The Portland school board is set to adopt a rule Monday to give "counter-recruiters" skeptical about the value of joining the military the same access to high school students that military recruiters enjoy under federal law.
Instead of standing out on the school sidewalk waving signs and offering fliers, as they have done regularly outside Portland high schools, anti-war activists will be able to staff recruiting tables and hand out pamphlets in the school career center or cafeteria, just like military recruiters in uniform.
"What we want is a balanced account of military service," said school board member Matt Morton, one of at least four board members lined up behind the new rule. "What's key is giving them all the information they need to make good decisions."
The board plans to ask district staffers to prepare an information packet for distribution at every high school to tell students about military recruiting tactics, their right to have their contact information withheld from the military and other post-high school options for students to serve their country, including AmeriCorps.
The chief of recruiting for the Oregon National Guard aid the military has so little access to Portland high school students that any concerns about over-the-top military recruitment on campus are unwarranted.
"We have difficulty making inroads to even get into those Portland schools," said Lt. Col. Cary Miller, chief operations officer for Oregon Army National Guard recruiting. "My recruiting force is a professional force. They're not going to step out of line or lie to kids."
His recruiters have been forced to reach Portland teens less directly, through sponsoring basketball tournaments, staffing booths at festivals such as The Bite of Portland and putting a celebrate diversity-themed float in the Rose Parade, Miller said.
Critics of military recruitment concede that they have no evidence that hardball tactics are being used in Portland high schools these days. But they say they might be.
Beginning in 1995, the Portland school board banned military recruitment in schools, primarily because of the military's discrimination against gays. Then in 2001, the federal No Child Left Behind law mandated that military recruiters get the same access to every public high school campus and to students' addresses and home phone numbers that college recruiters do.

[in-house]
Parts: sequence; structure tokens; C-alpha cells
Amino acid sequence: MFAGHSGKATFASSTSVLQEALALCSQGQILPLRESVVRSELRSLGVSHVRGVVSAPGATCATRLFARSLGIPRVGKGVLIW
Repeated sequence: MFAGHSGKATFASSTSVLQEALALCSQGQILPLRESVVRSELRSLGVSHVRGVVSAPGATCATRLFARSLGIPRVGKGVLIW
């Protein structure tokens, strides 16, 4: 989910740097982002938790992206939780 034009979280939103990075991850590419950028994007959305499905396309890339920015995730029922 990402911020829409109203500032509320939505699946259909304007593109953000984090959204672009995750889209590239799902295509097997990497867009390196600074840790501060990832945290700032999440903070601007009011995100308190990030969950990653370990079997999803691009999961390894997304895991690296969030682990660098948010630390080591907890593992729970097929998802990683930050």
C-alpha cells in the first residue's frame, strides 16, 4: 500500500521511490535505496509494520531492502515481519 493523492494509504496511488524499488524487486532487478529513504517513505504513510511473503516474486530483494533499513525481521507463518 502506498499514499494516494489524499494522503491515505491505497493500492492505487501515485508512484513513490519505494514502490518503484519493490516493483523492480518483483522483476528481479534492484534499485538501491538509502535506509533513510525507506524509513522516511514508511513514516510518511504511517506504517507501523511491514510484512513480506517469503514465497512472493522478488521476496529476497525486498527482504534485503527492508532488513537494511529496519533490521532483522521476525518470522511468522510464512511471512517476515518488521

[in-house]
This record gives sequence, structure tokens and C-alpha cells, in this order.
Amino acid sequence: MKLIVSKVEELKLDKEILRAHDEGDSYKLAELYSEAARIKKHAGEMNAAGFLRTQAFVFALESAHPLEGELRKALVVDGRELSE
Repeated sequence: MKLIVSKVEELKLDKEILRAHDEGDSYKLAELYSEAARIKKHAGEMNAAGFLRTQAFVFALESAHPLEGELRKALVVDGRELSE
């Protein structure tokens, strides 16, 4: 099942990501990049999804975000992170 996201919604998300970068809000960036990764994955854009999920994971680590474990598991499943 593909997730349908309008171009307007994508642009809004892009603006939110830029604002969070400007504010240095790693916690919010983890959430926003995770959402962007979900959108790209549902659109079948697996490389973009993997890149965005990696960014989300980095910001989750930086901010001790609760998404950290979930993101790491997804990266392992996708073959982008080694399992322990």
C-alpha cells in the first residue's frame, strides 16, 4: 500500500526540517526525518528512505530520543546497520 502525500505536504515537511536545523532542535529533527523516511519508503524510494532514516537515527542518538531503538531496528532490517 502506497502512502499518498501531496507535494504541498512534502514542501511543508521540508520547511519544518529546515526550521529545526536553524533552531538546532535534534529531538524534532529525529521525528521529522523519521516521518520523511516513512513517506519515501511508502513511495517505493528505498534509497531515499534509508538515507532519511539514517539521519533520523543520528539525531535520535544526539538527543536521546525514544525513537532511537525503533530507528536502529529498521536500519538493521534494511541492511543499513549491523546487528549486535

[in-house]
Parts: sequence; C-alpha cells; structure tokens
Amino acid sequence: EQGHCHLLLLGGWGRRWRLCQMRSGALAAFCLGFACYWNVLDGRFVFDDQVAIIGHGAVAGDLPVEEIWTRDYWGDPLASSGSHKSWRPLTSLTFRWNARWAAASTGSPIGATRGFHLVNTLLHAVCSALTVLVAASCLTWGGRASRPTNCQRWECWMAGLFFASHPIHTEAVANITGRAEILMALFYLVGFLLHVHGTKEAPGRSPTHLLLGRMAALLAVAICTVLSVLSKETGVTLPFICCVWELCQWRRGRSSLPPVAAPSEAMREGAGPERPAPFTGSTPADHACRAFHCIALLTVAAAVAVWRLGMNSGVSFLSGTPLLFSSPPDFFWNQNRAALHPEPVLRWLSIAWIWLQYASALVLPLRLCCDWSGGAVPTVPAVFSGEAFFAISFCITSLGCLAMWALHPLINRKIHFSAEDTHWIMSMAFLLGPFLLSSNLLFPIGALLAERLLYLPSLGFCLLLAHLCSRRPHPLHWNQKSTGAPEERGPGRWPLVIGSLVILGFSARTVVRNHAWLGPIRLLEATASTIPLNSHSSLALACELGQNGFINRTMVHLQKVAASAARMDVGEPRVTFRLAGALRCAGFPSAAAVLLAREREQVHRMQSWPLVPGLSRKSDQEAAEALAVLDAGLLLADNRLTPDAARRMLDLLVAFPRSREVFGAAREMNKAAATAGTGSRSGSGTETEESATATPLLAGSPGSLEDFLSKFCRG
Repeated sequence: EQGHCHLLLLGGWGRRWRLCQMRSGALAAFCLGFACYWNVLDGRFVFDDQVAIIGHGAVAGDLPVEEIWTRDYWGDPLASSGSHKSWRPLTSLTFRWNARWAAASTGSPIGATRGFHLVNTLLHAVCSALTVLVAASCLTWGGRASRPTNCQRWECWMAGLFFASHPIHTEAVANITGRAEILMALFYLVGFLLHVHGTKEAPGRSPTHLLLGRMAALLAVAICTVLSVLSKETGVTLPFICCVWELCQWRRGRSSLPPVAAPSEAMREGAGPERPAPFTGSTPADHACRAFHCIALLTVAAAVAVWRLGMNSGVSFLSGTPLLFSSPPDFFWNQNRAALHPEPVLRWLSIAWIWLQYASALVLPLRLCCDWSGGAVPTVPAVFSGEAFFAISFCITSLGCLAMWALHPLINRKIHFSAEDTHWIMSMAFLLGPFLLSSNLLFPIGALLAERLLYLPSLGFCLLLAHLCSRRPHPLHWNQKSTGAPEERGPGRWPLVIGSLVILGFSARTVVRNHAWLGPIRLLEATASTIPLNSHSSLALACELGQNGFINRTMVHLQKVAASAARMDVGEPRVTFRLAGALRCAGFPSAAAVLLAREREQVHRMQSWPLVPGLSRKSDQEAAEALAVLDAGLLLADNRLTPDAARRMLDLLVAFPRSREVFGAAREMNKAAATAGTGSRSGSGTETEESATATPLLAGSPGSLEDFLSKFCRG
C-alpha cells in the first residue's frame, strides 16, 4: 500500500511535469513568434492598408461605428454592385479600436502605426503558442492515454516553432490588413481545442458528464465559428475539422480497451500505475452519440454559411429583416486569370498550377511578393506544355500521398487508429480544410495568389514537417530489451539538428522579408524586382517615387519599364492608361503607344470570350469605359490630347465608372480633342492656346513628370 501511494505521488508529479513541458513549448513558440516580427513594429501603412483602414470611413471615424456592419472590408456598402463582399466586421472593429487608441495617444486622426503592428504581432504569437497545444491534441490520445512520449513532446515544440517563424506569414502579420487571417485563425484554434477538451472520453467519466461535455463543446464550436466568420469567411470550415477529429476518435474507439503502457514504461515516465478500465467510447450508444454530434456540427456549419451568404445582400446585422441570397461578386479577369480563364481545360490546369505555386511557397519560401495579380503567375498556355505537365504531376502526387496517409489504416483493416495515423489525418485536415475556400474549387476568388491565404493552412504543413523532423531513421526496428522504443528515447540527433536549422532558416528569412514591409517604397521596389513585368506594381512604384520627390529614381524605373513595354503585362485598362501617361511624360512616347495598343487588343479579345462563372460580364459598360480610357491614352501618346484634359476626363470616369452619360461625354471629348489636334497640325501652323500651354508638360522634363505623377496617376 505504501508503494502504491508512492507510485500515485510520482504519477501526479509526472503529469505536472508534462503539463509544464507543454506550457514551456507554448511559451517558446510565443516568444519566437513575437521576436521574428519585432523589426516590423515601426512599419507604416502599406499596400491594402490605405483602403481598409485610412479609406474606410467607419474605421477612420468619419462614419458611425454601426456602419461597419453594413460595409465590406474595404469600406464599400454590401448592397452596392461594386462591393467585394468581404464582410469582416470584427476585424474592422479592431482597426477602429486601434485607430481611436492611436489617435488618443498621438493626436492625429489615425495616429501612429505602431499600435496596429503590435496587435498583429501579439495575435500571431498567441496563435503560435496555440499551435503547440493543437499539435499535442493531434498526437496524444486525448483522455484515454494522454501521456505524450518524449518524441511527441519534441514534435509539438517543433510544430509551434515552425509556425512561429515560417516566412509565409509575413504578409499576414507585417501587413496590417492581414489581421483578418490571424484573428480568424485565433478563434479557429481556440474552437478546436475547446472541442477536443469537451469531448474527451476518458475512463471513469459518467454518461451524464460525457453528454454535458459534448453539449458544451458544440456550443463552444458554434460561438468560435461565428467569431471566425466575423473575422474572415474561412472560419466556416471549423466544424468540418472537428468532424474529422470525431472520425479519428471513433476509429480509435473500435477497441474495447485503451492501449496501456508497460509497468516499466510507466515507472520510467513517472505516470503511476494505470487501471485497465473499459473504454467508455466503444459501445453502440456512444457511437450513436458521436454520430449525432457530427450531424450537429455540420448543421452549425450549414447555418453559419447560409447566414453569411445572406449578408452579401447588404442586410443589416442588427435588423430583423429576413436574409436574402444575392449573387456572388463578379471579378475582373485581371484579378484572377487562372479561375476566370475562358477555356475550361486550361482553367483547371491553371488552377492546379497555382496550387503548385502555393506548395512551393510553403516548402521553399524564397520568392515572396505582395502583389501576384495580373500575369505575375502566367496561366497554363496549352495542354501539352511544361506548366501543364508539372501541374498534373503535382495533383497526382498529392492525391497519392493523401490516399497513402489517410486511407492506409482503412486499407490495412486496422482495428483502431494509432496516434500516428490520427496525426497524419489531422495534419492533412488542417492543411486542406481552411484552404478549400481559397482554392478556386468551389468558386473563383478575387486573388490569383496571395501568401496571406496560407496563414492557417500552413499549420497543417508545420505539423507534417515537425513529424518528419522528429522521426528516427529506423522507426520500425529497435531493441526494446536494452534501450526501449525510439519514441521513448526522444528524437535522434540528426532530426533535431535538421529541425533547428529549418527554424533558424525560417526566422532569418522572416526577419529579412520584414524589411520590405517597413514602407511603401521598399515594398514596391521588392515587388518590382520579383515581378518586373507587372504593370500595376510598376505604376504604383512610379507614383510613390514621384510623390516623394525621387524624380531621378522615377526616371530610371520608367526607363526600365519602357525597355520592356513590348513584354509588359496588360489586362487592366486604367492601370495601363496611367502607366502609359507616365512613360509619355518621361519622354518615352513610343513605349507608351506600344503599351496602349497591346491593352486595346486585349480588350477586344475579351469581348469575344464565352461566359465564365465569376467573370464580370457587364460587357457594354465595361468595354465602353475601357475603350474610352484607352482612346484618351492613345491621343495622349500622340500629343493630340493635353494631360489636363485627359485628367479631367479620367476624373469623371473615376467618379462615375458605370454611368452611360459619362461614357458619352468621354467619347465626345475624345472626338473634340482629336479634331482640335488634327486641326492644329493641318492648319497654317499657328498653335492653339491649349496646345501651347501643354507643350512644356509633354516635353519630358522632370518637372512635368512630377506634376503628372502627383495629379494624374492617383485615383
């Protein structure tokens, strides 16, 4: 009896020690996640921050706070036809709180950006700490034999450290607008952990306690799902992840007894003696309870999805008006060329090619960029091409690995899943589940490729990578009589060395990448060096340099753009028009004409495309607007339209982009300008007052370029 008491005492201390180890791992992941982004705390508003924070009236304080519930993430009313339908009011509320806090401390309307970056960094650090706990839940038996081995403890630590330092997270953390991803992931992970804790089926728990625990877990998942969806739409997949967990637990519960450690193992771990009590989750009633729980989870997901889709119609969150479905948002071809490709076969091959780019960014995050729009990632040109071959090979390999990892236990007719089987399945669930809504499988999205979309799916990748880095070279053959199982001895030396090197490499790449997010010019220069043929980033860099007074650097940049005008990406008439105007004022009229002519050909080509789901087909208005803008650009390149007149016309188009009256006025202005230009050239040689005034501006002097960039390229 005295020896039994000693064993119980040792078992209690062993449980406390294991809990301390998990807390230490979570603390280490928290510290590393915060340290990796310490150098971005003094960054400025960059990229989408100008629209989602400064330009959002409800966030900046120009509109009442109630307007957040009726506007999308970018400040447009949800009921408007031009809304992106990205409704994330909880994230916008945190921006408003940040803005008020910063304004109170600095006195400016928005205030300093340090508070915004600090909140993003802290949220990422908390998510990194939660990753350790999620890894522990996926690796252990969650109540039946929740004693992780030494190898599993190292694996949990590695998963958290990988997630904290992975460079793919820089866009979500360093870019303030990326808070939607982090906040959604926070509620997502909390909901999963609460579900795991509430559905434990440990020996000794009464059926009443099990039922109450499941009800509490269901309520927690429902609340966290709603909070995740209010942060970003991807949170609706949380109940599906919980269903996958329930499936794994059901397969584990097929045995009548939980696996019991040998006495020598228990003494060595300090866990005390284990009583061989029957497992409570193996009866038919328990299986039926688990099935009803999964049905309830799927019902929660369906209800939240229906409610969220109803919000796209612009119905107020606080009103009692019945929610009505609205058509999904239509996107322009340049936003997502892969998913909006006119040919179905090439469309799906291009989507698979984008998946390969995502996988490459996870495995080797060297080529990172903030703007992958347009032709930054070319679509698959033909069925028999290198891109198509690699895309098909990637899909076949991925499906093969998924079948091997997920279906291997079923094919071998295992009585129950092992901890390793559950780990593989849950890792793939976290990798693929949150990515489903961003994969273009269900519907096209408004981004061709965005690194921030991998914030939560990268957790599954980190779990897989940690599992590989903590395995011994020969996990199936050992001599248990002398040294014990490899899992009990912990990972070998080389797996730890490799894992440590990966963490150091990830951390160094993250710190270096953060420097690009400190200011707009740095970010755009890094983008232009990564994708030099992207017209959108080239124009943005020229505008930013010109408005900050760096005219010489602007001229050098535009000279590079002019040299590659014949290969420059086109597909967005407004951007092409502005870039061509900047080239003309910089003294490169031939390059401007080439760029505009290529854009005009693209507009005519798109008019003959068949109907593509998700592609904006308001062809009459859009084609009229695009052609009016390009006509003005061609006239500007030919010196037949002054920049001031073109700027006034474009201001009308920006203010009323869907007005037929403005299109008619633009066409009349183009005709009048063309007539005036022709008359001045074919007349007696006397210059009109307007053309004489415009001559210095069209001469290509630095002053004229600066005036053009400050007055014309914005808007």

Peace activists and military "counter-recruiters" weren't extended the same rights.
Hence the regular sidewalk protests by members of the War Resisters League, Veterans for Peace and other groups outside Portland high schools, said John Grueschow, coordinator of the Resisters League's military and draft counseling programs.
"We feel that, since the military is required to be let in there, there should be some response" from anti-military recruiters, too, Grueschow said. "We should have the same opportunity they do to present students information."
Board vice chairman Martin Gonzàlez has been the primary force behind getting the rule written and passed, fellow board members said.
The policy is like those already in place in Seattle, San Francisco and other left-leaning city school districts, they said.
Miller, of the National Guard, said he's worried the pro-and-con setup spelled out in the board's proposed rule could make for disruptive episodes in schools.
"To have someone come in and say, 'The recruiters are lying to you,' well, that's not true. I run a tight ship. We are high on integrity and character and value. ... How is somebody who's not in our force and not knowledgeable about what benefits are currently open or available going to say that I am wrong or lying to them?" Miller asked.
"There are people out there who simply don't like the military and don't acknowledge that we in the National Guard have a peacetime mission to help the citizens of Oregon. They'll say, 'You're going to sign up and think you're going to college, but you're going to go to war and die.' That's what they all do."
But Kathy Barker, a PTA leader from Seattle's Garfield High who was a prime force behind Seattle schools' 2007 adoption of a peace-recruiter access policy said it doesn't get ugly. Dozens of times in recent years, she's staffed a peace recruiter table next to the military recruiter table at various Seattle high schools.
When the tables are set up in the career center, often three or fewer students come by that day, and the opposing recruiters spend the day chatting, she said.
When the tables are set up in the cafeteria, students are drawn to check out the side-by-side displays of military benefits and drawbacks, she said.
"There's not the trouble school people thought there would be," she said.
Military recruiters talk up the college tuition assistance, discipline and training that come with enlisting. She talks about the horrors of war and the likelihood of getting locked into an eight-year service contract, she said.
"Often the student might be engaged with both of us at the same time," and often she will counter a military recruiter's line by saying, "Actually, that's not true at all," Barker said.
But, she said, "It's never been nasty or hostile. They are professionals, and so are we."